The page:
But it's not arbitrary. The delineators aren't selected from drawing timelines from a hat. They are determined by what happened, historically. When free trade came about, it changed drum manufacturing from being something that had formerly been friendly competition among the Big Four American companies, into cutthroat competition with the rest of the world. You can bet there were a LOT of nervous boardroom meetings at Ludwig and Slingerland when American drummers started buying Yamaha drums, instead! That's not arbitrary. It's historically-traceable and, thus, very relevant to determining a timeline that drum collectors observe now. The metric will obviously have to be adjusted and added-to as time goes on and collector's criteria change. Timeframes are essential in determining collectibility and timeframes are also tied to historical events -like a drastic change in manufacturing practices due to an influx of foreign competition.
Just because that earlier dynamic may have changed in no way means that drums created at a later date lose the right to be called vintage one day. Vintage is a subjective term. Based on age, quality, availability and desirability anything can be defined as vintage if there is a large enough audience which subjectively believes it to be so. Drummers 50 years from now will make up their own minds as to what vintage is, and it may be based on different criteria than you are suggesting. .
__________________
Mark
BosLover
Reply With Quote
  #57  
Old 01-11-2019, 11:23 PM
O-Lugs O-Lugs is offline
Vintage Drum Guru
 
Join Date: Aug 2005
Posts: 4,064
Default Re: Vintage ends

There will most definitely be more vintage drums as time progresses. As of now, the application of the term is in reference to older drums that aren't made anymore under former manufacturing methods. That's probably not the exact proper definition, either....but it's one that most people who collect drums, accept. There are some gray areas, but in general, most people who use the term "vintage" when it comes to drums, know what is being talked about.
__________________
"God is dead." -Nietzsche

"Nietzsche is dead." -God

Last edited by O-Lugs; 01-11-2019 at 11:28 PM.
Reply With Quote
  #58  
Old 01-12-2019, 12:59 AM
BosLover BosLover is offline
Vintage Drum Guru
 
Join Date: Jun 2009
Location: Central New Jersey
Posts: 1,068
Default Re: Vintage ends

Quote:
Originally Posted by O-Lugs View Post
There will most definitely be more vintage drums as time progresses. As of now, the application of the term is in reference to older drums that aren't made anymore under former manufacturing methods. That's probably not the exact proper definition, either....but it's one that most people who collect drums, accept. There are some gray areas, but in general, most people who use the term "vintage" when it comes to drums, know what is being talked about.
Yes I agree with regards to now, but that may likely change at some future date 25 years or more from now with a significantly different audience than today. They may remember fondly the drums of their youth from the early 2000's, and the kits used by their favorite drummers or bands .
__________________
Mark
BosLover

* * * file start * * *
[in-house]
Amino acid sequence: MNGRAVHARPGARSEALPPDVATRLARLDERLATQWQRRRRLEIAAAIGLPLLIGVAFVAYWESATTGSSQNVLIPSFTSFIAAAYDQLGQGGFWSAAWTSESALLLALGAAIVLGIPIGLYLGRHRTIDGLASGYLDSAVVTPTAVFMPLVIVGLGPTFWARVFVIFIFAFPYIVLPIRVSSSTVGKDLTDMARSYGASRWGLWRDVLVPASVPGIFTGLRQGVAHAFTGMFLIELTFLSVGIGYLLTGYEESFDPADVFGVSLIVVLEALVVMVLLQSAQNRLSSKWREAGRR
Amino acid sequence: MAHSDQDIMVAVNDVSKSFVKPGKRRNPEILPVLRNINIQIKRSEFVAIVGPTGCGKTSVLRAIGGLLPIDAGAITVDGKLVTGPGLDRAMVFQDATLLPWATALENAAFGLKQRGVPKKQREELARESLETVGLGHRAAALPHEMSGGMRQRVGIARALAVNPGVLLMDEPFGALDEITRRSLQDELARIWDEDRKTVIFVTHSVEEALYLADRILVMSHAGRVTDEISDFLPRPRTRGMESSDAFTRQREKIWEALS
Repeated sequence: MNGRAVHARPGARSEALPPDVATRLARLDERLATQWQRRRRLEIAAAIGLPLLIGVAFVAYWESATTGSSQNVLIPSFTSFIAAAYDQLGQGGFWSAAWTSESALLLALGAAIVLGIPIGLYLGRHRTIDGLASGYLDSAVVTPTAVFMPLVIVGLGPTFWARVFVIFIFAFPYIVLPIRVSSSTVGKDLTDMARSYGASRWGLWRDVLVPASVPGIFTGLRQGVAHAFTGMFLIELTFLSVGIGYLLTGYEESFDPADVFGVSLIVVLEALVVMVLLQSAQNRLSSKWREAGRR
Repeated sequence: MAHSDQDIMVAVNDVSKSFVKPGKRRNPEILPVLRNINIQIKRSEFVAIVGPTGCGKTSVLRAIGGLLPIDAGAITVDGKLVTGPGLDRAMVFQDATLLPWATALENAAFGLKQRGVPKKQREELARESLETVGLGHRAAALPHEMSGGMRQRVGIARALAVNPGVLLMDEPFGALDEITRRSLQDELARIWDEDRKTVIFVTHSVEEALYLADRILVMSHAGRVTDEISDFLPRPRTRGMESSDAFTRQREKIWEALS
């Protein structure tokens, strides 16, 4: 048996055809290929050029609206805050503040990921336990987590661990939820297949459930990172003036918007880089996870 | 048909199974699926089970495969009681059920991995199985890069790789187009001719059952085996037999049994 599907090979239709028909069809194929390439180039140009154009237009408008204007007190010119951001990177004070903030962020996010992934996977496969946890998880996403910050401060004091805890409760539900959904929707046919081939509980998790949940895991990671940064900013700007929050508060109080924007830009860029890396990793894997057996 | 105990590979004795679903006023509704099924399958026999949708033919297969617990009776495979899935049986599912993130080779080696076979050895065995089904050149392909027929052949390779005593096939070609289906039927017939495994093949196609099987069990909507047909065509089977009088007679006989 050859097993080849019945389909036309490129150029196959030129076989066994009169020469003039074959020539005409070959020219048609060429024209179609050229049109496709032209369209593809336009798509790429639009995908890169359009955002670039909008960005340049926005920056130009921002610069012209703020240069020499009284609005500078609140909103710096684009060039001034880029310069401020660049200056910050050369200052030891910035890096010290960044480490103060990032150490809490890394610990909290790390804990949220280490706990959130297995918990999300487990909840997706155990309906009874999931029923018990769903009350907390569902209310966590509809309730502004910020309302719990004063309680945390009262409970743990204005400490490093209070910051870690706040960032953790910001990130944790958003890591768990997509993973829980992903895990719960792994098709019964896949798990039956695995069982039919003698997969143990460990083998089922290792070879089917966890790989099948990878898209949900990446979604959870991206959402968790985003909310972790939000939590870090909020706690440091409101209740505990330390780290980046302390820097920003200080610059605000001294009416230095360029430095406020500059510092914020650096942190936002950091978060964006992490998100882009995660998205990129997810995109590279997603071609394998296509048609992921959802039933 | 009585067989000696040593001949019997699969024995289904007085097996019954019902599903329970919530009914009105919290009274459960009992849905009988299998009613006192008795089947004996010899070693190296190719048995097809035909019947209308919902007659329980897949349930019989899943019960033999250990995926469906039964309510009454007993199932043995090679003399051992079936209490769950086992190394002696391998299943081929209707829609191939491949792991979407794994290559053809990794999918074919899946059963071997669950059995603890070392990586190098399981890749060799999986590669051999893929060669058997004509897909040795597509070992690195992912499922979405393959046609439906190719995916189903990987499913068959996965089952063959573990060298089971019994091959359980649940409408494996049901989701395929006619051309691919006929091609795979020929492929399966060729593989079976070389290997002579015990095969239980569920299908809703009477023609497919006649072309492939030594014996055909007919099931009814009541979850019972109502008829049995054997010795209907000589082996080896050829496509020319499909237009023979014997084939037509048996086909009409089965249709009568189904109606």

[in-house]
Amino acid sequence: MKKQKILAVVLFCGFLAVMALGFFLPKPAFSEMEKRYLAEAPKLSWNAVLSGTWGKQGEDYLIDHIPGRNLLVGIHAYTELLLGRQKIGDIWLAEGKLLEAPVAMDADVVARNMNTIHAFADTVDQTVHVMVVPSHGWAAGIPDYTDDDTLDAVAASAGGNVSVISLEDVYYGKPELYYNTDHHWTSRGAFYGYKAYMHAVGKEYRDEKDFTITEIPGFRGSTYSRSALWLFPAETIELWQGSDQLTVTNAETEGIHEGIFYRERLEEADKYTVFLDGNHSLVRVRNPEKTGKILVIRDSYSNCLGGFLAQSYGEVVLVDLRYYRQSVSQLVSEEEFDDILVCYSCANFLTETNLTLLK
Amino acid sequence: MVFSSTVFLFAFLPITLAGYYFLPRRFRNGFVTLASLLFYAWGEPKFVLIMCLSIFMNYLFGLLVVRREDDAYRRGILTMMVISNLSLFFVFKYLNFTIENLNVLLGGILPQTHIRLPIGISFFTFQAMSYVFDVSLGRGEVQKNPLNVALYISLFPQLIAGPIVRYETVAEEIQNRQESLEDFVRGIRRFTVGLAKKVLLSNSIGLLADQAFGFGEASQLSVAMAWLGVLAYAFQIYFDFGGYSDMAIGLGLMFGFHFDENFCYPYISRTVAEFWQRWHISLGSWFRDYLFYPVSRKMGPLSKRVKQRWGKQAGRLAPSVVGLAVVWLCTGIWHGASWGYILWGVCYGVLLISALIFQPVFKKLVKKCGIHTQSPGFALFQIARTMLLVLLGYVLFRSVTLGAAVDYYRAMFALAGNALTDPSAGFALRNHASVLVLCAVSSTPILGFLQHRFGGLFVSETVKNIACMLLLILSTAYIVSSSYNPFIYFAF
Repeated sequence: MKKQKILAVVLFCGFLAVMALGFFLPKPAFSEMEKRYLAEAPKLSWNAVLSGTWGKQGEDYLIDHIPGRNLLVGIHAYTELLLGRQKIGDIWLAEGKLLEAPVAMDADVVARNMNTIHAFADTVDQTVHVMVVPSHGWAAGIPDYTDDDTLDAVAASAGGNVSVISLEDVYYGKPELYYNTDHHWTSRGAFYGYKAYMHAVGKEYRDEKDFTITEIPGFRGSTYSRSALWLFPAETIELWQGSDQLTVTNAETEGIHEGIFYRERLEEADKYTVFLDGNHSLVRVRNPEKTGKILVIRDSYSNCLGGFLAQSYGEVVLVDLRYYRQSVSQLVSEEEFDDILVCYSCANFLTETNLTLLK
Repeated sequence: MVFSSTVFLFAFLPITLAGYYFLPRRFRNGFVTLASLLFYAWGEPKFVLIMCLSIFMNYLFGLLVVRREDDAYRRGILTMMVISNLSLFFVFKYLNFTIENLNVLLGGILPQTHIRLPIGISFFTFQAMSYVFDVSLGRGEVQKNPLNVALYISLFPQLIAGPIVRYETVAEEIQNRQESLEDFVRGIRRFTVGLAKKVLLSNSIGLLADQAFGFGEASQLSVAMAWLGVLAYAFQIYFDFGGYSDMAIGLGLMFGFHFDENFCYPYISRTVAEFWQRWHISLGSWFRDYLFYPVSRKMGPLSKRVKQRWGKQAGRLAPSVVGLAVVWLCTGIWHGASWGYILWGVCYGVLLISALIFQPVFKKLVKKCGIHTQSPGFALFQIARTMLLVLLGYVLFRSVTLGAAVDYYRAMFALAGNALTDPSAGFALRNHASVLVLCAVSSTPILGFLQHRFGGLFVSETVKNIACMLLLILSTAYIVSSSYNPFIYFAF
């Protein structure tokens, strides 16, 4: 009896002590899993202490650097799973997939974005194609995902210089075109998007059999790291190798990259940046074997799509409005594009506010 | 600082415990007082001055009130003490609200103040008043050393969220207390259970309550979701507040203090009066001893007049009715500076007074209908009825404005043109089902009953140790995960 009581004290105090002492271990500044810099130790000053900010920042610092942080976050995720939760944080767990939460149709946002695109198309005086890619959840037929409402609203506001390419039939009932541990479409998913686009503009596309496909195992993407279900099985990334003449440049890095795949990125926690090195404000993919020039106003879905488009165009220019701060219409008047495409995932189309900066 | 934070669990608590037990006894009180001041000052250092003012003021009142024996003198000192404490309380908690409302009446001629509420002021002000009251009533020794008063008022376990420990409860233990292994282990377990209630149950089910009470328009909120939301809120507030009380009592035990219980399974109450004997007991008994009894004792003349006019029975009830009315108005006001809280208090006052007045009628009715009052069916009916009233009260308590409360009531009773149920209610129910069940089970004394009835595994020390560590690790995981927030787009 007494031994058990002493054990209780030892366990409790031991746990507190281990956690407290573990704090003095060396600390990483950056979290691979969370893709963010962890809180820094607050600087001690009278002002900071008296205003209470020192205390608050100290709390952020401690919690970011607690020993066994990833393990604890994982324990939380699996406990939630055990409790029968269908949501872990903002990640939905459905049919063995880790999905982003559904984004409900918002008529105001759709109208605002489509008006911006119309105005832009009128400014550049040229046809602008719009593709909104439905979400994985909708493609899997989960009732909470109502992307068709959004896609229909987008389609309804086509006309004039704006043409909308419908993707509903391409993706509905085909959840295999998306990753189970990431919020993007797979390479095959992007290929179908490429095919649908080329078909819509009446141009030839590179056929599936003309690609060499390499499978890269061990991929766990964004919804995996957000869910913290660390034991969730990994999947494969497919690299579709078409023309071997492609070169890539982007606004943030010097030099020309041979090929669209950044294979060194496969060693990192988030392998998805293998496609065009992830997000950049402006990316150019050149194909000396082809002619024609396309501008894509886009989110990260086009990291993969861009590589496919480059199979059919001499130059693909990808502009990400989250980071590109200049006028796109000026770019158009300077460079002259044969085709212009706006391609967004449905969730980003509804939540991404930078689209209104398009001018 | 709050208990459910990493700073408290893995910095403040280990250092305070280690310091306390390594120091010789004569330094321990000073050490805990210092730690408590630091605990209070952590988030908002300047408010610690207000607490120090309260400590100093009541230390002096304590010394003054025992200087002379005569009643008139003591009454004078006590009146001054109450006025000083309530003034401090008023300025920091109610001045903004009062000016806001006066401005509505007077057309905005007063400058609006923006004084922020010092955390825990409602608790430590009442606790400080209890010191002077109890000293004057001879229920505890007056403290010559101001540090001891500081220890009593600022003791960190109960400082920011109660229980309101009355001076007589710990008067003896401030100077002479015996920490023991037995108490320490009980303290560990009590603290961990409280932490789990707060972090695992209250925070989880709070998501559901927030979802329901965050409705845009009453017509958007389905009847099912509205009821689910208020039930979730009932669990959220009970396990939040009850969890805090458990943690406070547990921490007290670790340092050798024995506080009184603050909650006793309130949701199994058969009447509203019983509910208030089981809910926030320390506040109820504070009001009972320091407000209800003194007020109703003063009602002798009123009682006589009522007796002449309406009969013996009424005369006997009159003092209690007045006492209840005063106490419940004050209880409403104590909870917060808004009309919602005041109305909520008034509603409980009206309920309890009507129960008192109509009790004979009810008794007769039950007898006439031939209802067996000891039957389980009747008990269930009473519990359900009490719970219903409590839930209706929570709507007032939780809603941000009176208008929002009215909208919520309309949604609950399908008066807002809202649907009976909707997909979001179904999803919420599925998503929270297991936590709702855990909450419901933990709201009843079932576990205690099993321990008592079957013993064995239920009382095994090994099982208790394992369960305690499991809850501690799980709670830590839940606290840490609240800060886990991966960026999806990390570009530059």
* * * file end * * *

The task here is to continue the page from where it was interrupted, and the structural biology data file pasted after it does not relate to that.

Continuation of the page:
Reply With Quote
  #59  
Old 01-12-2019, 01:08 AM
steff steff is offline
Contributing Member
 
Join Date: Sep 2017
Location: Italy
Posts: 110
Default Re: Vintage ends

subdividing the eras by type of drums we will have the following scheme

- the ancient drums that from artistic representations we know exist at least from 1200 to 1900, which are wood tied with ropes and guts, I have not done any research but probably these drums have remained unaltered since b.C. times, at some point the snare wires has been inserted, but I do not know in what period, we are talking about "Ancient" museum objects

- then there are the first drums that replaced the strings with the metal hardware, we are talking about the first 20 years of 1900, are the drums defined "Old"

- finally we find the first double-tension drums, which compared to our era are definable "Vintage" because they precede it, and goes from about 1920 to 1970, are characterized by traditional thin-layer shells, and heavy hardware in noble metal (brass)

- lastly we find the drums of our era (1980-today), which for this reason are not yet definable "vintage", are characterized by the need to play along with electric amplification, the volume is most important of everything and developed on plastic skins, until today they can not yet be called "vintage" because they are completely current

this is just my quick analysis to make a minimum point of the speech
Reply With Quote
  #60  
Old 01-12-2019, 02:55 AM
O-Lugs O-Lugs is offline
Vintage Drum Guru
 
Join Date: Aug 2005
Posts: 4,064
Default Re: Vintage ends

Quote:
Originally Posted by BosLover View Post
Yes I agree with regards to now, but that may likely change at some future date 25 years or more from now with a significantly different audience than today. They may remember fondly the drums of their youth from the early 2000's, and the kits used by their favorite drummers or bands .
Yep, could be. And, by then, what is called "vintage", now, will become "antique".

AntiqueDrumForum....anyone?
__________________
"God is dead." -Nietzsche

"Nietzsche is dead." -God
Reply With Quote
Reply

Thread Tools
Display Modes

Posting Rules
You may not post new threads
You may not post replies
You may not post attachments
You may not edit your posts

BB code is On
Smilies are On
[IMG] code is On
HTML code is Off

Forum Jump


All times are GMT -5. The time now is 10:17 AM.


Powered by vBulletin® Version 3.8.7
Copyright ©2000 - 2019, vBulletin Solutions, Inc.
Copyright 2009 VSDwebdesign